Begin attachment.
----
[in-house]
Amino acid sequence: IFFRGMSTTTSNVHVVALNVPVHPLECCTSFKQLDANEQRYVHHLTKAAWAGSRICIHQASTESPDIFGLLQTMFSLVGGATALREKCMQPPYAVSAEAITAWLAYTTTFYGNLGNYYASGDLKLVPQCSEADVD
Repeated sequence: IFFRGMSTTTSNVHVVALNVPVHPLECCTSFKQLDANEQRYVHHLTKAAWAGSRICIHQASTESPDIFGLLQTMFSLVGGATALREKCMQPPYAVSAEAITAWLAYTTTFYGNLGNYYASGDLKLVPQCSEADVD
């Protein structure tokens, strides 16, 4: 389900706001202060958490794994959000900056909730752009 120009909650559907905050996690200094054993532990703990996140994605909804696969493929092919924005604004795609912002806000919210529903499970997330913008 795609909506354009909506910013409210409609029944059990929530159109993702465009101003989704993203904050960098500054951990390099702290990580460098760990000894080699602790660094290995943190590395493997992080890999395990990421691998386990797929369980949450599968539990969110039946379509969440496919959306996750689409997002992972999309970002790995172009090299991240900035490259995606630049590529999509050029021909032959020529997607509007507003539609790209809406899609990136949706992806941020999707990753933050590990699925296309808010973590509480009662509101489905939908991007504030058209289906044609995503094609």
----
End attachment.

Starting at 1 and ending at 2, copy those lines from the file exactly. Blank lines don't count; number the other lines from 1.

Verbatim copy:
[in-house]
Amino acid sequence: IFFRGMSTTTSNVHVVALNVPVHPLECCTSFKQLDANEQRYVHHLTKAAWAGSRICIHQASTESPDIFGLLQTMFSLVGGATALREKCMQPPYAVSAEAITAWLAYTTTFYGNLGNYYASGDLKLVPQCSEADVD